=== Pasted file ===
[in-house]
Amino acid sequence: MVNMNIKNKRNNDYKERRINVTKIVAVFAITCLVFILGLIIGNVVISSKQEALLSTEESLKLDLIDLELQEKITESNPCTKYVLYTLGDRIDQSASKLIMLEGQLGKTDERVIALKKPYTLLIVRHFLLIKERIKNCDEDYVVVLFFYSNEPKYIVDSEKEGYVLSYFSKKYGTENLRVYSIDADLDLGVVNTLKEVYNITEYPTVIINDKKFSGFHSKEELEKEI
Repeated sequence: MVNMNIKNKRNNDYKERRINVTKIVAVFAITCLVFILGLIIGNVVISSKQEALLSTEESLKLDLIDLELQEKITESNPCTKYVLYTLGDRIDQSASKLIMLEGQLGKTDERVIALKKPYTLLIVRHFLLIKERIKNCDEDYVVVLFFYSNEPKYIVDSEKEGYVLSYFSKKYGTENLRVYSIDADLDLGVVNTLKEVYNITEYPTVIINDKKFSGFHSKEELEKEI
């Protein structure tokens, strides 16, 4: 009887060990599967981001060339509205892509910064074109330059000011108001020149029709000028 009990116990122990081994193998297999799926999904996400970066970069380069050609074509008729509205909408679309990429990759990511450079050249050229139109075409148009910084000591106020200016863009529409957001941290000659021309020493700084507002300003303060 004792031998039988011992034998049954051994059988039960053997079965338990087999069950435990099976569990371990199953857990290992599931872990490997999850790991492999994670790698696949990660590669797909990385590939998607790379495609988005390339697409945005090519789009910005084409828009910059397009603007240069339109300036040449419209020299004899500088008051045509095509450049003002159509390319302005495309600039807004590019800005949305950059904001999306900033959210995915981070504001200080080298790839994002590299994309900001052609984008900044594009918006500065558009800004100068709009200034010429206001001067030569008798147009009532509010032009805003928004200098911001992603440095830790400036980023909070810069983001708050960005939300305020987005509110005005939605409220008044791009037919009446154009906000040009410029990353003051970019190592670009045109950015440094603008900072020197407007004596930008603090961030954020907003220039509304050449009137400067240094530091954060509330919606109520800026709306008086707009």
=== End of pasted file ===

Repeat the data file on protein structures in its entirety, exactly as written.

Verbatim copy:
[in-house]
Amino acid sequence: MVNMNIKNKRNNDYKERRINVTKIVAVFAITCLVFILGLIIGNVVISSKQEALLSTEESLKLDLIDLELQEKITESNPCTKYVLYTLGDRIDQSASKLIMLEGQLGKTDERVIALKKPYTLLIVRHFLLIKERIKNCDEDYVVVLFFYSNEPKYIVDSEKEGYVLSYFSKKYGTENLRVYSIDADLDLGVVNTLKEVYNITEYPTVIINDKKFSGFHSKEELEKEI
Repeated sequence: MVNMNIKNKRNNDYKERRINVTKIVAVFAITCLVFILGLIIGNVVISSKQEALLSTEESLKLDLIDLELQEKITESNPCTKYVLYTLGDRIDQSASKLIMLEGQLGKTDERVIALKKPYTLLIVRHFLLIKERIKNCDEDYVVVLFFYSNEPKYIVDSEKEGYVLSYFSKKYGTENLRVYSIDADLDLGVVNTLKEVYNITEYPTVIINDKKFSGFHSKEELEKEI
């Protein structure tokens, strides 16, 4: 009887060990599967981001060339509205892509910064074109330059000011108001020149029709000028 009990116990122990081994193998297999799926999904996400970066970069380069050609074509008729509205909408679309990429990759990511450079050249050229139109075409148009910084000591106020200016863009529409957001941290000659021309020493700084507002300003303060 004792031998039988011992034998049954051994059988039960053997079965338990087999069950435990099976569990371990199953857990290992599931872990490997999850790991492999994670790698696949990660590669797909990385590939998607790379495609988005390339697409945005090519789009910005084409828009910059397009603007240069339109300036040449419209020299004899500088008051045509095509450049003002159509390319302005495309600039807004590019800005949305950059904001999306900033959210995915981070504001200080080298790839994002590299994309900001052609984008900044594009918006500065558009800004100068709009200034010429206001001067030569008798147009009532509010032009805003928004200098911001992603440095830790400036980023909070810069983001708050960005939300305020987005509110005005939605409220008044791009037919009446154009906000040009410029990353003051970019190592670009045109950015440094603008900072020197407007004596930008603090961030954020907003220039509304050449009137400067240094530091954060509330919606109520800026709306008086707009």